Aaron Johnson researches how to design intelligent interactions between a robot and its environment with a focus on taking robots out of the lab and factory and into the real world. His interests include novel robot design, behavior design, controller design, platform design, as well as dynamic transitions, contact, physics-based planning, bio-inspired robotics, robot vision, actuator modeling, and robot ethics. He has tested his robots in the Mojave desert, power plants, a coal mine, and on various military bases.
Johnson received his B.S. in electrical and computer engineering from Carnegie Mellon (2008). He received his Ph.D. in electrical and systems engineering at the University of Pennsylvania (2014), and was a postdoctoral fellow in the Personal Robotics Lab, the Robotics Institute, at CMU. He was formerly a visiting researcher with Boston Dynamics, an electrical engineering Intern at iRobot, and a research assistant with the Biorobotics Lab (Snake Robot Lab) at CMU.
Johnson’s work has been featured in many news stories, including interviews with the Associated Press and the Wall Street Journal, and in articles on technology news sites, including IEEE Spectrum, Gizmodo, Wired, and Engadget. He received an NSF CAREER Award in 2020 and a Young Investigator Award from the Army Research Office in 2019. He was a Best Student Paper Finalist at the IEEE International Conference on Robotics and Automation in 2013, and at the Climbing and Walking Robots Conference in 2012. He received the David Thuma Laboratory Project Award in 2008 from CMU and an honorable mention for the Computing Research Association’s Outstanding Undergraduate Award in 2008.
Robots That Can Go Anywhere in the World
24-775 Robot Design and Experimentation: Student Projects
2014 Ph.D., Electrical & Systems Engineering, University of Pennsylvania
2008 BS, Electrical & Computer Engineering, Carnegie Mellon University
Johnson’s research on aerodynamic robotic tails featured
MechE’s Aaron Johnson's robotics research on the aerodynamics of cheetah tails was featured in IEEE Spectrum.
Johnson’s robot research featured
MechE’s Aaron Johnson and his team’s robotic research was featured on Inceptive Mind.
Tailing new ideas
MechE’s Aaron Johnson’s Robomechanics Lab is looking to nature for robotic tail designs that make orientation tasks easier for moving robots.
Johnson mentioned on remote robotic course
MechE’s Aaron Johnson was mentioned in VentureBeat on how his robotics course adjusted to online class during the coronavirus pandemic.
Reassess, recalibrate and transform
MechE students and faculty adapted with innovation and agility to finish the spring 2020 semester during the COVID-19 pandemic.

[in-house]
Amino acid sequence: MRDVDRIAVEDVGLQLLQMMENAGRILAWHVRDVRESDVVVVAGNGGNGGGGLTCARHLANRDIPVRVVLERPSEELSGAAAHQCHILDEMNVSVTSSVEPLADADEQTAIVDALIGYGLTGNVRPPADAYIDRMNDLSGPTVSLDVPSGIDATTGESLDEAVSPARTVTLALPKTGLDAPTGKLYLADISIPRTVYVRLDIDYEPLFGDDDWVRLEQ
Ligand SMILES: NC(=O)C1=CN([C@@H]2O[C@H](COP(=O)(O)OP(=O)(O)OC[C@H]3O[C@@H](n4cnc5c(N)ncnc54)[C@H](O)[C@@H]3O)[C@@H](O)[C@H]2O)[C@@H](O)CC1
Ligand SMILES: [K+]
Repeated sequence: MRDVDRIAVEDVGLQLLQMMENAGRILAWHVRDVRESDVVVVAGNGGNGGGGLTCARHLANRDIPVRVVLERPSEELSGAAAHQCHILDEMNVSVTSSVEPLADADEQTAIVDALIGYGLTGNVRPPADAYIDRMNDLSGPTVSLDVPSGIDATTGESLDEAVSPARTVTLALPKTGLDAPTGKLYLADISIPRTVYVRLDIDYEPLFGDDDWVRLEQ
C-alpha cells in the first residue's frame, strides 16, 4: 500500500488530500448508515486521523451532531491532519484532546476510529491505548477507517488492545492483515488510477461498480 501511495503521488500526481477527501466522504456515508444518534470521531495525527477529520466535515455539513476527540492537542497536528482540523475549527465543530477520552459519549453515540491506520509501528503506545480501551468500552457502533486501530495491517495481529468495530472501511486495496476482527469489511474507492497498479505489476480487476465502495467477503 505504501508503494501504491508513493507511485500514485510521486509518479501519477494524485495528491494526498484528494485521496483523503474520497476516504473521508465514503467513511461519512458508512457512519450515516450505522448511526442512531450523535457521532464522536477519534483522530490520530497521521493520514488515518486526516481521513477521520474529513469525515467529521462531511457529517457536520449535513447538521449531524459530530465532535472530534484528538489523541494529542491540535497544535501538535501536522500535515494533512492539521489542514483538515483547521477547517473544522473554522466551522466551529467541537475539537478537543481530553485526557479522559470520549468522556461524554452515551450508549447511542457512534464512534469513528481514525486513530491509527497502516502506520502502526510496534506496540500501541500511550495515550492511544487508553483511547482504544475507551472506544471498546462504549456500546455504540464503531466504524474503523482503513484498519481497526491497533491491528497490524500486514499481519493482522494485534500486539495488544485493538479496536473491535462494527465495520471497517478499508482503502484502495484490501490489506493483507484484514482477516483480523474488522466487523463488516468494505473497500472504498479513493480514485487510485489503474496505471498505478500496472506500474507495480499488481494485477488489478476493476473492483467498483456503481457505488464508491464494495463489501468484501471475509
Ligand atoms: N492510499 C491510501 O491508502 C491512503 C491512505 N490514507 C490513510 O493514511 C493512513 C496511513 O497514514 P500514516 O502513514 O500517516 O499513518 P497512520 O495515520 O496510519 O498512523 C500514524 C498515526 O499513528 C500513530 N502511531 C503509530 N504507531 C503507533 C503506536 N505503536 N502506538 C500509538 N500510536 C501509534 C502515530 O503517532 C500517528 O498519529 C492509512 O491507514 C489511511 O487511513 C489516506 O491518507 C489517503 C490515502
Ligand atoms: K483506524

Johnson’s robot design course featured in IEEE Spectrum
MechE’s Aaron Johnson’s Robot Design and Experimentation course was featured in an IEEE Spectrum article highlighting how roboticists (and their robots) have been working from home. Despite turning remote, none of the teams changed their projects.
Making tracks in the desert
Catherine Pavlov, a Ph.D. candidate in mechanical engineering, traveled to the Atacama Desert to conduct experiments she modeled that aim to gain non-grasping functionality from space rovers.
Future Tech Podcast
Johnson on designing robots that meet the challenges of the real world
MechE’s Aaron Johnson was interviewed on the Future Tech Podcast. Johnson’s work focuses on the interactions between a robot and its specific environment. In this podcast, he elaborates on the complex environments in which robots are expected to flourish.
National Institute of Aerospace
CMU team joined the 2019 NASA Moon to Mars Ice and Prospecting Challenge
In June, a group of CMU College of Engineering students joined eight other institutions for the third NASA Moon to Mars Ice and Prospecting Challenge at the NASA Langley Research Center in Hampton, Virginia.
Students build climbing robot in Bioinspired Robotics course
One project from MechE’s Aaron Johnson’s bioinspired robotics course was a new version of the Rhex robot called T-Rhex, created by Team ScienceParrot. With tapered toes made of microspines, the T-Rhex can grip multiple surfaces and climb slopes up to 55 degrees, as well as hang from a vertical wall.
Johnson wins ARO Young Investigator Award
Aaron Johnson has won the Army Research Office’s Young Investigator Award for his research on designing robots to cross rough terrain.
Spring 2018 semester recap
Spring was a busy and productive semester for the College of Engineering. Catch up with what students from all departments have achieved in the past months.